This book is split into two parts. The first reveals Patrisse’s upbringing in a poor neighborhood in Los Angeles. She describes how she witnessed her brothers being approached by the police for doing nothing more than playing outside. She details her experiences going to different schools outside of her community in affluent neighborhoods during both middle school and high school and the affect that had on her upbringing. Patrisse also talks about her parents: the mother who was ostracized from her parents and her religion for having sex and becoming pregnant outside of marriage and her father who struggled with addiction most of his adult life. Patrisse also talks about being Queer, coming out and the family’s struggle with her brother’s mental illness and stints in jail.
The second part of the book brings with it many of the topics introduced in the first part but it delves deeper into the organizer that Patrisse has become. Her personal experiences dealing with law enforcement and the criminal justice system with her father and brother’s cases helped drive her to make a change. She works with different organizations working directly with youth, and eventually is called to even more action after the killing of Trayvon Martin and the decision made to let his killer go free. Patrisse, Alicia Garza and Opal Tometi would eventually begin the Black Lives Matter movement, an organization that would eventually have over 40 chapters across the globe.
I was automatically drawn to this book after reading the title. I was well aware of the Black Lives Matter movement after the marches in Ferguson after Michael Brown’s death, but I feel like there was a lot of confusion and no credit was given to the original founders Patrisse, Alicia and Opal. It wasn’t until recently that I learned their names and heard some of their actual story. I couldn’t pass up the opportunity to read a memoir written by one of the founders. It centers the narrative of someone who throughout her life has been part of a world that was actively working against her and the people she had in her life, because she was black and poor. Khan-Cullors has created with this memoir a passionate, well written, documentation of the abuses she has personally experience. It is heartbreaking and sobering and grounded in reality. Not everyone will share these same experiences with her but that does not take away how valid each of these experiences are and how they need to be addressed.
This is such a relevant book in this political climate. This is a book that will make people stop and think before they try to center themselves and utter All Lives Matter. This is a book that will force people to rethink the way the criminal justice system in the U.S. really works. This is a book that will make you question how people are taught to police and carry out their duties. This is a book that will make you think about mental illnesses, how they are discussed and treated throughout the U.S. And it will make you think about the roles of women and what it means to be Queer or Trans in this continual fight for change. Necessary, well thought out, emotional and direct. This is a book I highly recommend.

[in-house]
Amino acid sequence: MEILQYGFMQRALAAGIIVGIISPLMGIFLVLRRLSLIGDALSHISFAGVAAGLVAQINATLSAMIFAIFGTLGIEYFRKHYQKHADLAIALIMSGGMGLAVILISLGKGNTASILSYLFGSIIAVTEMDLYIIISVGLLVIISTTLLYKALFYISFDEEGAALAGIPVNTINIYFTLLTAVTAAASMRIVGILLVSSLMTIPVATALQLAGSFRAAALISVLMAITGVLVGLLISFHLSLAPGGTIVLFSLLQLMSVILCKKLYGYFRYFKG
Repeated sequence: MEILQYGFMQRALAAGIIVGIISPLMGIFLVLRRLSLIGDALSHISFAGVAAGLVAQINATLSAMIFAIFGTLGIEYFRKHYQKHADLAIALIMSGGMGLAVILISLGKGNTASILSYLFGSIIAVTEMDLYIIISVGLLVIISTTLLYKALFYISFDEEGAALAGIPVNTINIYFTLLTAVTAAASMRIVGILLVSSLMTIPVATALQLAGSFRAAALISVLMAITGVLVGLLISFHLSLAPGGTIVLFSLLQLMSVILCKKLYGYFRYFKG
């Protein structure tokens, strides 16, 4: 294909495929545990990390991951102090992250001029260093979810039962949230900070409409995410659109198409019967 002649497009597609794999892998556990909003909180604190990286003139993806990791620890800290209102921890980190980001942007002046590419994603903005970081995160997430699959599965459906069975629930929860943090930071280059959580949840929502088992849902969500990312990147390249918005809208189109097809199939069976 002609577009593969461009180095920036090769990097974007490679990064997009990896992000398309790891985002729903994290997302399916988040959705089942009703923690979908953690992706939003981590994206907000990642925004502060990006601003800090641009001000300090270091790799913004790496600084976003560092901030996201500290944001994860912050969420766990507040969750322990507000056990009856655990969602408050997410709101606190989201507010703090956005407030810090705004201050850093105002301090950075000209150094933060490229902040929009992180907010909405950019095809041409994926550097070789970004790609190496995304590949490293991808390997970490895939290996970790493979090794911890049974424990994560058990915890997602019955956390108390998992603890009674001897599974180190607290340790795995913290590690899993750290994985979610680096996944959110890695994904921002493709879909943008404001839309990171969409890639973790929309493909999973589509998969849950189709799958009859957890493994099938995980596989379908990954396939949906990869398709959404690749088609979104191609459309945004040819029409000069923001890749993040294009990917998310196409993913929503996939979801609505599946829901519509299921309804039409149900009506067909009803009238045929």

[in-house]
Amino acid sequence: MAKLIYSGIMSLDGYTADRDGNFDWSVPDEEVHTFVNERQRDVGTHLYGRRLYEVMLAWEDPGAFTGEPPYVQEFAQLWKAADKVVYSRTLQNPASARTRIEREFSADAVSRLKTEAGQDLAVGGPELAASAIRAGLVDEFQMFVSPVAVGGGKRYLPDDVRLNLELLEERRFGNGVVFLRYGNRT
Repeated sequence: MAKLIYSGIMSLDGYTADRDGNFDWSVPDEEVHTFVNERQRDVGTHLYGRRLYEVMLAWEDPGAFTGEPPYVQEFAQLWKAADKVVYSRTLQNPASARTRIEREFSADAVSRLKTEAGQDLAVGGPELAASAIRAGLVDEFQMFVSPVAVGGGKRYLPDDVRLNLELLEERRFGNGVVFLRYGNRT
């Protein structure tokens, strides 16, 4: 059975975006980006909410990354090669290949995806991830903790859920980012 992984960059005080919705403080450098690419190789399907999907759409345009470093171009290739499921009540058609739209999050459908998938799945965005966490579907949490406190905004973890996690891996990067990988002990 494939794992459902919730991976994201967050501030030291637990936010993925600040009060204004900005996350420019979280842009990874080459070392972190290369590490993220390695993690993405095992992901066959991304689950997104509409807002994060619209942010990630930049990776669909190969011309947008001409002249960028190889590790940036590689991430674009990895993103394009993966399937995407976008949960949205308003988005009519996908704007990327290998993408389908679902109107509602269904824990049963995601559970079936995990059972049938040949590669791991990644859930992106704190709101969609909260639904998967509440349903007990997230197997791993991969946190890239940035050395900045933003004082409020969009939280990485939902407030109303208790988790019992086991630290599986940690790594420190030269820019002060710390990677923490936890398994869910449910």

I could not recommend this book more highly.
Because it was evocative on so many levels, it is difficult to review. Maybe the best way is to acknowledge that I read it with trepidation because, while I felt like it was important to read, I have felt overwhelmed with how broken and wounded our country is in general. Yet from the first few pages of the introduction I knew how important this book is to read. I thought I was pretty aware of the impact of anti-black racism but this book woke me.
Reading about the treatment of her mentally ill brother was agonizing. As a psychologist I'm struggling with the inability of my profession to have a collective voice against the warehousing and abuse of the mentally ill and vulnerable. That Patrisse could hold those feelings around what she witnessed with her brother, and write about it, is remarkable. The author is an amazing human being.
The book is beautifully written. Of course it is memoir but it is also a collective memoir. We can't heal as a country until we come to terms with the cancer of systemic racism and its impact. Again, it needs to be read.
I saw a review by Kirkus which said something about how the narrative could drag on and might be for a select audience - and I thought that the reviewer could not have read the same book that I just finished.